When referring to antigens of the invention, the term “non-zero background” is used herein, for purposes of the specification and claims, to mean a measure of the response produced from an in vitro immune assay that represents a minimal antigenic activity.

The term “N-terminus amino acid” is used herein, for purposes of the specification and claims, to mean the amino acid whose carboxyl group participates in the formation of the peptide bond, but has a free amino group. In a linear peptide, the N terminus is conventionally written to the left.

When referring to an immune response, the term “stable” is used herein, for purposes of the specification and claims, to mean an immune response that is consistent and reproducible in relation to a test antigen.

PREFERRED EMBODIMENTS

The immune response is one of the most well known and well studied molecular mechanisms of the immune system. In spite of this thorough understanding, immune response profiles vary greatly between laboratories and even within the same laboratory when assaying an immune response for the same antigen.

It has been surprisingly discovered that the immune response of a particular system could be standardized, not by presenting controls of MHC molecules without associated antigen, but by presenting MHC molecules in association with an antigen that produces a stable, but non-zero background response. Only such antigens consistently and reproducibly produce an immune response that represents only background activity, and not an aberration from artifacts of the particular system. This non-zero background activity can be used as a control or baseline from which the antigenicity of a test antigen can be sensitively, accurately and quantitatively measured.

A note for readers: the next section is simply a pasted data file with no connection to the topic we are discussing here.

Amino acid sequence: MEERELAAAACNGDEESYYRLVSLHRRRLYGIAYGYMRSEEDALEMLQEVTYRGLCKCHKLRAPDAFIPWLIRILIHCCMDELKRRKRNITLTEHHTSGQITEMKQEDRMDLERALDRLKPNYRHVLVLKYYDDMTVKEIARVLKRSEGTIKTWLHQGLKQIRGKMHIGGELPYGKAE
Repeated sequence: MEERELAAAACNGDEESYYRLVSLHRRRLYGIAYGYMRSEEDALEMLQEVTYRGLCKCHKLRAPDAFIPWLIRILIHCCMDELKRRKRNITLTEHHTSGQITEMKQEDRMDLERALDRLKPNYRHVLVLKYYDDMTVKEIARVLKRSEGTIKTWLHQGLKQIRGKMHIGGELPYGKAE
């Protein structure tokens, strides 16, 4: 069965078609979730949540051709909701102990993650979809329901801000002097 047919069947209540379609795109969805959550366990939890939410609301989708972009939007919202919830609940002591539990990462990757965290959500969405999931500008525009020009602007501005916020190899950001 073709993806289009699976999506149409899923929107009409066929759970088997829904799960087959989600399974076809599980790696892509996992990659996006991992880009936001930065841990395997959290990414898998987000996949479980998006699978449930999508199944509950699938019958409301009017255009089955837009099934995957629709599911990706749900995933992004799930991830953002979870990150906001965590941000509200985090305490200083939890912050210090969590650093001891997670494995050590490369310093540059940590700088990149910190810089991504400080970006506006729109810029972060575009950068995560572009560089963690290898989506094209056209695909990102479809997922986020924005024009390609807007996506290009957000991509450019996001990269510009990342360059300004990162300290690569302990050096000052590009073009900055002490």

One embodiment of the invention comprises short peptides that produce a stable, non-zero-background response in an immunological assay. These short peptides of the invention may be of any size that allows for association with MHC molecules for presentation to a cell population to elicit an immune response. Peptides of the invention preferably contain a single peptide sequence from 6 to 36 amino acids in length, and preferably contain at least two anchor amino acids. Generally, the larger the sequence, the greater the number of anchor amino acids necessary for association with the appropriate MHC molecule for presentation. More preferably, the peptides are from 8 to 25 amino acids in length, with from 2 to 5 anchor amino acids. Even more preferably, sequences are from 10 to 20 amino acids, and contain from 2 to 4 anchor amino acids. Peptide sequences of 7, 9, 11, 12, 13, 14, 15, 16, 17, 18, 19, 21, 22, 23, 24, 26, 27, 28, 29, 30, 31, 32, 33, 34 and 35 amino acids are also contemplated, containing any of 1, 2, 3, 4, 5, 6, or more anchor amino acids. Although sequences will mostly contain naturally occurring amino acids, one or more (or all) non-naturally occurring, synthetic and/or modified amino acids may also comprise the peptide sequence of the invention. Amino acids may be modified or coupled with other molecules, provided the peptide is able to elicit some measure of an immune response. In a preferred embodiment of the invention, the short peptide has a sequence of 8 to 10 naturally occurring amino acids and contains two anchor amino acids, at least one at position 1, 2 or 3, and at least one other at position 7, 8, 9 or 10 (when counting from the N-terminus to the C-terminus of the peptide). Another preferred embodiment is a peptide of from 7 to 24 amino acids, with at least one anchor amino acid at any of positions 2-5 from the N-terminus, and at least one other anchor amino acids at any of positions 2-7 from the C-terminus. Other preferred locations of anchor amino acids along the peptide chain are between amino acid positions 12 and 17 (counting from the N-Terminus), with peptides of from 22 to 28 amino acids, and between amino acid positions 22 and 25, with peptides of from 30 to 36 amino acids.